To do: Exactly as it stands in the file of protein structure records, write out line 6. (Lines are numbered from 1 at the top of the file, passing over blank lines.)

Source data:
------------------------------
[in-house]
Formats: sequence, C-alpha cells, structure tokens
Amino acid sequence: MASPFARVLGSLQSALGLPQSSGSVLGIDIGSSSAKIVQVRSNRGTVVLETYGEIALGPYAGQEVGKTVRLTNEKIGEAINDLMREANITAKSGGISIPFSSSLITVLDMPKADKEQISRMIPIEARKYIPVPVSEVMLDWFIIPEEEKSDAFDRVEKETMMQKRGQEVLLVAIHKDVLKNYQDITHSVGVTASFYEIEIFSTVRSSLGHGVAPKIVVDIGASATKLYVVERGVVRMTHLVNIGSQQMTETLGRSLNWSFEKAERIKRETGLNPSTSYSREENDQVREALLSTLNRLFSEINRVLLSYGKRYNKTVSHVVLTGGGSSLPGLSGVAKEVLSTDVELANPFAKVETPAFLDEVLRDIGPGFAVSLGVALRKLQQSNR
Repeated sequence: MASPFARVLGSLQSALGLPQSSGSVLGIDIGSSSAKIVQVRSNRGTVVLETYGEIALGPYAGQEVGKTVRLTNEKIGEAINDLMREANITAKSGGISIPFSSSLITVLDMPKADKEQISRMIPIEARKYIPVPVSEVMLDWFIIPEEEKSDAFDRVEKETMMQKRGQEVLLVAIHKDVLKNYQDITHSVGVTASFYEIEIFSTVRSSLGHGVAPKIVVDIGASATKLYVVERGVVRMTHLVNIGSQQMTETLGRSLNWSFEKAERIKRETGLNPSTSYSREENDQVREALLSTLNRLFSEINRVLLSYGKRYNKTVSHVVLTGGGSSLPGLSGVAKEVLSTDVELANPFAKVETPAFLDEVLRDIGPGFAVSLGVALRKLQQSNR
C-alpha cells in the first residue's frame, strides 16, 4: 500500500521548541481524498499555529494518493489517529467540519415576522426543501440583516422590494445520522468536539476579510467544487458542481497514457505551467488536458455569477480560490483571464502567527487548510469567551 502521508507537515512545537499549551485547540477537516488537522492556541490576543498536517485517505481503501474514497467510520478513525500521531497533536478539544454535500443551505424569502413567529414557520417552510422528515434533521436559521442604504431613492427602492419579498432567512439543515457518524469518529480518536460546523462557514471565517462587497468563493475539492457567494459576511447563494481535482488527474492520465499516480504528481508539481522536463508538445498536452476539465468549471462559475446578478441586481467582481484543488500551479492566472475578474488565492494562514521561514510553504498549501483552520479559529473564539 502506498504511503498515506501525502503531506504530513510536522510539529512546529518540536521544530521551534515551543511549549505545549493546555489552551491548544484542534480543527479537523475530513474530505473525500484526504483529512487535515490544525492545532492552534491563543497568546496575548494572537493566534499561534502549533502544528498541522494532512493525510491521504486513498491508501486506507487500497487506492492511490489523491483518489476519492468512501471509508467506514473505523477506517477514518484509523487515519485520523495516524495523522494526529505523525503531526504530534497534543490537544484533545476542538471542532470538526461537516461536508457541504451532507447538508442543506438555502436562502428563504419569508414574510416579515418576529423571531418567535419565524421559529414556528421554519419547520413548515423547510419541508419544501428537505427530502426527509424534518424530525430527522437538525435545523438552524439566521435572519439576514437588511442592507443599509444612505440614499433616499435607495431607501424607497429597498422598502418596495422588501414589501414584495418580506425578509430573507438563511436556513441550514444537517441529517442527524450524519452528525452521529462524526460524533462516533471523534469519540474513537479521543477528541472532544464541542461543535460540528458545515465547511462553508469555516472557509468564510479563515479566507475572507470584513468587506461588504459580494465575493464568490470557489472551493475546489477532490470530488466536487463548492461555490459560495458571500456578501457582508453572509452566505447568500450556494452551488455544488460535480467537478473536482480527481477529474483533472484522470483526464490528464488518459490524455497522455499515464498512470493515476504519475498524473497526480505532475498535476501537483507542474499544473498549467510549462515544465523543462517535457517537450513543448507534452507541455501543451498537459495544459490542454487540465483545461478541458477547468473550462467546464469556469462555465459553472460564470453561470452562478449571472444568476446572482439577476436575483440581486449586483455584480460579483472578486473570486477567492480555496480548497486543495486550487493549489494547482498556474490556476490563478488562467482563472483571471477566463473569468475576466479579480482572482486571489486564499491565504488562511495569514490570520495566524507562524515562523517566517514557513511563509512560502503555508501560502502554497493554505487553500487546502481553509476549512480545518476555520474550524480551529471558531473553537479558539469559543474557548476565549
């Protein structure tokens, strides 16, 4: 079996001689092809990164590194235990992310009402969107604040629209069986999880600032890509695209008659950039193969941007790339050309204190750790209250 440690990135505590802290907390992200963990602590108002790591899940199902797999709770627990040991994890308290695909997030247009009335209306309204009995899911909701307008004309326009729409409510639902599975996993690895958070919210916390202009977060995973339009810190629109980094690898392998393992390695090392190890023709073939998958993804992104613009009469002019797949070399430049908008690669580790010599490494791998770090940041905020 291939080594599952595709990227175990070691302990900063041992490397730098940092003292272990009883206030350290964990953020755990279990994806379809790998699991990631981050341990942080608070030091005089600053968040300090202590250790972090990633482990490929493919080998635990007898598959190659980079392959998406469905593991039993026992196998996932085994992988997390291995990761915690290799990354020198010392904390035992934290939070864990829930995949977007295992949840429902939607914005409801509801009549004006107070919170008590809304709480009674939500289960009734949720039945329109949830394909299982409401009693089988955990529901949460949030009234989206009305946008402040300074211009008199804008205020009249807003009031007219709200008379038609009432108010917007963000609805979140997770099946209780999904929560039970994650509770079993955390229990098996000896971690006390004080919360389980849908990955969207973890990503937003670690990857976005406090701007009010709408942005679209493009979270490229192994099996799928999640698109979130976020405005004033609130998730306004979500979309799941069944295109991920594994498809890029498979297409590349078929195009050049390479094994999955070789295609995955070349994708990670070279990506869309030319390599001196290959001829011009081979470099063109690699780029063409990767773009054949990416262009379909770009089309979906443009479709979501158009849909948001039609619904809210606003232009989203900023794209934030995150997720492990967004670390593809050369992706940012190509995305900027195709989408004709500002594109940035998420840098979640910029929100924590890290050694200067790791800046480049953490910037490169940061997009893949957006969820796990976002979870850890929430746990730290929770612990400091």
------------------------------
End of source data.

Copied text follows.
């Protein structure tokens, strides 16, 4: 079996001689092809990164590194235990992310009402969107604040629209069986999880600032890509695209008659950039193969941007790339050309204190750790209250 440690990135505590802290907390992200963990602590108002790591899940199902797999709770627990040991994890308290695909997030247009009335209306309204009995899911909701307008004309326009729409409510639902599975996993690895958070919210916390202009977060995973339009810190629109980094690898392998393992390695090392190890023709073939998958993804992104613009009469002019797949070399430049908008690669580790010599490494791998770090940041905020 291939080594599952595709990227175990070691302990900063041992490397730098940092003292272990009883206030350290964990953020755990279990994806379809790998699991990631981050341990942080608070030091005089600053968040300090202590250790972090990633482990490929493919080998635990007898598959190659980079392959998406469905593991039993026992196998996932085994992988997390291995990761915690290799990354020198010392904390035992934290939070864990829930995949977007295992949840429902939607914005409801509801009549004006107070919170008590809304709480009674939500289960009734949720039945329109949830394909299982409401009693089988955990529901949460949030009234989206009305946008402040300074211009008199804008205020009249807003009031007219709200008379038609009432108010917007963000609805979140997770099946209780999904929560039970994650509770079993955390229990098996000896971690006390004080919360389980849908990955969207973890990503937003670690990857976005406090701007009010709408942005679209493009979270490229192994099996799928999640698109979130976020405005004033609130998730306004979500979309799941069944295109991920594994498809890029498979297409590349078929195009050049390479094994999955070789295609995955070349994708990670070279990506869309030319390599001196290959001829011009081979470099063109690699780029063409990767773009054949990416262009379909770009089309979906443009479709979501158009849909948001039609619904809210606003232009989203900023794209934030995150997720492990967004670390593809050369992706940012190509995305900027195709989408004709500002594109940035998420840098979640910029929100924590890290050694200067790791800046480049953490910037490169940061997009893949957006969820796990976002979870850890929430746990730290929770612990400091």